Stone cutting tools link early humans to prehistoric India

March 25, 2011
Stone cutting tools link early humans to prehistoric India
Extensive excavations brought to light stratified sequences of occupation by prehistoric populations.

Dating of recently discovered artifacts in South India indicates that early humans lived in the region more than a million years ago, and that they used distinct 'Acheulian' stone cutting tools, a new study reports in journal Science.

Acheulian tools originated in Africa around 1.5 million years ago and are thought to have spread throughout Eurasia.

The exact chronology of this spread, however, has been a longstanding puzzle. Knowing how old the oval and pear-shaped hand axes, cleavers and other are will help archeologists understand early into South Asia and the Indonesian archipelago.

The artifacts were discovered in one of the richest Paleolithic sites in Tamil Nadu, India, called Attirampakkam. Nestled in the Kortallayar , the site was discovered in 1863 by British geologist Robert Bruce Foote, and has been excavated (off and on) since then.

Shanti Pappu and colleagues determined the ages of these tools, which suggest that Acheulian tool-making humans were present in South Asia around a million years ago or earlier, existing at the same time as other populations in southwest Asia and Africa.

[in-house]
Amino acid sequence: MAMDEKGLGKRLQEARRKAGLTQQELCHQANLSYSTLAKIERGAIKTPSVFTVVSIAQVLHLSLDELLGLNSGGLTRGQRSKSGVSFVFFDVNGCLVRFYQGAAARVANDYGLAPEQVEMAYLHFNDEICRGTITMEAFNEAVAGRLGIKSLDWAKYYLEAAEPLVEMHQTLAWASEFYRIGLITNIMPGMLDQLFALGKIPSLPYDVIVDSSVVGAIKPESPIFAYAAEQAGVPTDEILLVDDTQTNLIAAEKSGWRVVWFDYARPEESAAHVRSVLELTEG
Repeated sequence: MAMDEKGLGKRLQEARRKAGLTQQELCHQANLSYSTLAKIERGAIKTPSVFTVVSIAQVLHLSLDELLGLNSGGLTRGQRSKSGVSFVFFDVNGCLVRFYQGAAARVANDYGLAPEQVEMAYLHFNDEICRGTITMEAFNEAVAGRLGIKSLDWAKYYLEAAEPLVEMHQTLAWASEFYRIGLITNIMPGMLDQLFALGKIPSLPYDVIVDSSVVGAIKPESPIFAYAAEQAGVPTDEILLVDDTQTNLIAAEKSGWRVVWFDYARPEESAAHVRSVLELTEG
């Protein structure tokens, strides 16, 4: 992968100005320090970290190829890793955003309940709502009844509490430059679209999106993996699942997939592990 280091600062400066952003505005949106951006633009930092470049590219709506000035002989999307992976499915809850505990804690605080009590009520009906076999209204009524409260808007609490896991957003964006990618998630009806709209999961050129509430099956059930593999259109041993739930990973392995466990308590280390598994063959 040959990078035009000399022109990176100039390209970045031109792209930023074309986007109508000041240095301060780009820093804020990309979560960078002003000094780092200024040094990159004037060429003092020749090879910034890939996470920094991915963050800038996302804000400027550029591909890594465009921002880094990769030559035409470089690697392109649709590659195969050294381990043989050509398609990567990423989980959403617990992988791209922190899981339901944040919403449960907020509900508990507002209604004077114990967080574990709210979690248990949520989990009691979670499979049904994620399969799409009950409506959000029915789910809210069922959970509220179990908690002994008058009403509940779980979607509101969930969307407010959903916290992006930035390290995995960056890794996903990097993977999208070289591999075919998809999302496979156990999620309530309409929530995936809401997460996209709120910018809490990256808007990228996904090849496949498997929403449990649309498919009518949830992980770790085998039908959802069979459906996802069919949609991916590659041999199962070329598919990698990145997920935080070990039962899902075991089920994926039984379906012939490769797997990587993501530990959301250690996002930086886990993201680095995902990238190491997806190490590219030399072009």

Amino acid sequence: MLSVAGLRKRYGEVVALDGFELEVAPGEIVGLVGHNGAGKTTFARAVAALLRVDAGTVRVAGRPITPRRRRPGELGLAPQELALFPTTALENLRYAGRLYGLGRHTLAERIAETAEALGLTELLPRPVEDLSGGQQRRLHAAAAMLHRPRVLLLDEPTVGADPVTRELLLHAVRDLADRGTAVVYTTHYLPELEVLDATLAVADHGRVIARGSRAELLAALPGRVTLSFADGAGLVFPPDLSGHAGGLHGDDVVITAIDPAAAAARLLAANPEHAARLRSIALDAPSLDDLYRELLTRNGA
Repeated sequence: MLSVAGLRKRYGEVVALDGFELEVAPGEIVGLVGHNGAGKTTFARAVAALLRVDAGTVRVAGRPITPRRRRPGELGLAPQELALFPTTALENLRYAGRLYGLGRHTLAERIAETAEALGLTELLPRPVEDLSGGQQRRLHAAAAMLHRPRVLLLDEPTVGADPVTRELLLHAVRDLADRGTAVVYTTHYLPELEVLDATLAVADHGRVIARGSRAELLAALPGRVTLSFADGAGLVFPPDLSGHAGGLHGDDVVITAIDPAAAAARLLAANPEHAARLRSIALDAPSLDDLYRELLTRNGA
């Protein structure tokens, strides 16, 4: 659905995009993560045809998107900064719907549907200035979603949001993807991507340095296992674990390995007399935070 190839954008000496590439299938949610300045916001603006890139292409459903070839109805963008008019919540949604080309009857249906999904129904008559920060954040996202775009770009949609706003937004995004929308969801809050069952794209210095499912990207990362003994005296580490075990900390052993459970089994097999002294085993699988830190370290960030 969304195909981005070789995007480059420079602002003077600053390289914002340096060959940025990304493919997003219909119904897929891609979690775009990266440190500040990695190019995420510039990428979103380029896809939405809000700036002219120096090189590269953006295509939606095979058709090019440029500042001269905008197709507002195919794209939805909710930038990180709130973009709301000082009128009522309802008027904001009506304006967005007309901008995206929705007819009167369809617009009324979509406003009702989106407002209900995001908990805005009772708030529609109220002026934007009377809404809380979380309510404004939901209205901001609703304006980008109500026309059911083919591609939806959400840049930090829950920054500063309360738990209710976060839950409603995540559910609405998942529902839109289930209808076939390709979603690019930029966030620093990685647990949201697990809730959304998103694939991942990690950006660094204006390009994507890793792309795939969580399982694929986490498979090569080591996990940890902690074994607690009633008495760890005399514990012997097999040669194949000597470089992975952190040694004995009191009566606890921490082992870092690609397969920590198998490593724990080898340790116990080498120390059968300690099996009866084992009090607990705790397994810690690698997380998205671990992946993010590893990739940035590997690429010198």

The team discovered more than 3,500 quartzite stone artifacts, including more than 70 Acheulian hand axes, cleavers and flakes (small chipped stones).

By taking paelomagnetic measurements, the researchers were able to directly date the sediments that covered the Acheulian tools. All paleomagnetic measurements from around the site showed a reversed polarity, meaning that the predates the period after the last reversal of Earth’s magnetic field.

The discovery of reverse polarity establishes the fact that the sediments are more than a million years old.

To obtain an even more precise age of the artifacts, the researchers applied a burial dating technique that measures isotopes of two earth metals, aluminum and beryllium.

The findings hint that with distinctive tools migrated throughout Eurasia over a million years ago.

A related Perspective outlines the paper’s major findings and discusses how this new evidence affects scientists understanding of the South Asian Acheulian.

Explore further: Hand axes in Europe nearly a million years old: study

More information: "Early Pleistocene Presence of Acheulian Hominins in South India," by S. Pappu et al., Science (2011).

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not rated yet Mar 26, 2011
1 million years. Amazing. Not 'us', nor Neanderthal, but still... pre 'us'.
What is interesting is that science also says that about 60k years ago, 'we' were nearly wiped out .. to a worldwide population of less than 100k.
So much happened is so short a geologic time. And we don't know anything about anything older than 500M years.
5 / 5 (1) Mar 26, 2011
That was the Toba eruption 70kya and it's thought that there were only 3000 - 10,000 human survivors on the whole planet.

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